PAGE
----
Nurses cannot treat a medical diagnosis, for instance, COPD. A nurse can, however, treat Ineffective Airway Clearance. I'm just a first semester student myself, but it seems to me that a nursing diagnosis is just a medical diagnosis rewritten to make it okay for a nurse to treat. It's still COPD.
  9. by   Lisa CCU RN
    A medical diagnosis is the medical problem, for example, a fractured femur.
    The nursing diagnosis is the reaction to that medical problem and any problems associated with it. A patient may not know how to use crutches yet, so the nursing diagnosis would be immobility. Also, the pt. may be depressed because they are in the hospital and cannot work or had to miss their kids recital or something, so their nursing diagnosis would be Depression.

    Basically, the nurse treats the human response to injury or illness.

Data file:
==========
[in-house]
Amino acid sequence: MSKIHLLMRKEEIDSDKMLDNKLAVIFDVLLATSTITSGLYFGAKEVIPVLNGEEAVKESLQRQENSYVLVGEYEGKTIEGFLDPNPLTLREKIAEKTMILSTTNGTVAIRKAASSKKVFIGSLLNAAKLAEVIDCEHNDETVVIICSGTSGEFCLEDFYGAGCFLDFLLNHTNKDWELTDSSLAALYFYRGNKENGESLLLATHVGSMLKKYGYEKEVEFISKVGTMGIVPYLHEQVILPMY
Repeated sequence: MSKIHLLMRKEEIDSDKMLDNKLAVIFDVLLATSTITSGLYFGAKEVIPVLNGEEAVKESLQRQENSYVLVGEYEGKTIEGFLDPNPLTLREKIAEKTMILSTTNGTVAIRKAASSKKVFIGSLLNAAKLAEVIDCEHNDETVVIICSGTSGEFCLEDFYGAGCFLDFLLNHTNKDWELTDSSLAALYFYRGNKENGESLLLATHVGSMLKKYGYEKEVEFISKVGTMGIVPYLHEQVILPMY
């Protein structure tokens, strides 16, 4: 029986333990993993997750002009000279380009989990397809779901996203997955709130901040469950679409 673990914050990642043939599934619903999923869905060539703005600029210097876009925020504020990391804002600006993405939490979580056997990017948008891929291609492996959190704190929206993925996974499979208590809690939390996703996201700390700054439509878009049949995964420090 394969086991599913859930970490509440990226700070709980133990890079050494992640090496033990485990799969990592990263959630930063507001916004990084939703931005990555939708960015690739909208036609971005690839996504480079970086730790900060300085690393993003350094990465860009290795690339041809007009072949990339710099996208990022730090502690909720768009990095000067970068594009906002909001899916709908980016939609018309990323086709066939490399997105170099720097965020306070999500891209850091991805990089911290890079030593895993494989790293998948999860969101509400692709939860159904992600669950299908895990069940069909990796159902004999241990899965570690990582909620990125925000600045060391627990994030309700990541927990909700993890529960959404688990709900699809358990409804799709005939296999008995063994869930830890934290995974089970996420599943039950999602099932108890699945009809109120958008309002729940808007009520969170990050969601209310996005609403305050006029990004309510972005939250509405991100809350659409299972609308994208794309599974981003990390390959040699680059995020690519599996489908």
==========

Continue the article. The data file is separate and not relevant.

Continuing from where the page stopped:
10. by   RNin'08
    This is a great thread. I also start first semester in January and I really appreciate all the responses to the OP's concerns. Thanks for all the links Daytonite!

    RNin'08
    ~my reality check bounced~
  11. by   Daytonite
    medical diagnosis is the determination of a patient's cause of illness, injury or discomfort. it involves the use of clinical skills and sometimes sophisticated investigation. medical diagnosing is done by licensed physicians or osteopaths. doctors will then develop medical plans of care and treatment for these illnesses, injuries and discomforts. nurses cannot make a medical diagnosis!

    nursing diagnosis is the identification of patient problems by a licensed nurse through the continual analysis of assessment data that is not considered to be normal. the licensed nurse then develops interventions to assist in caring for those problems. physicians cannot make a nursing diagnosis!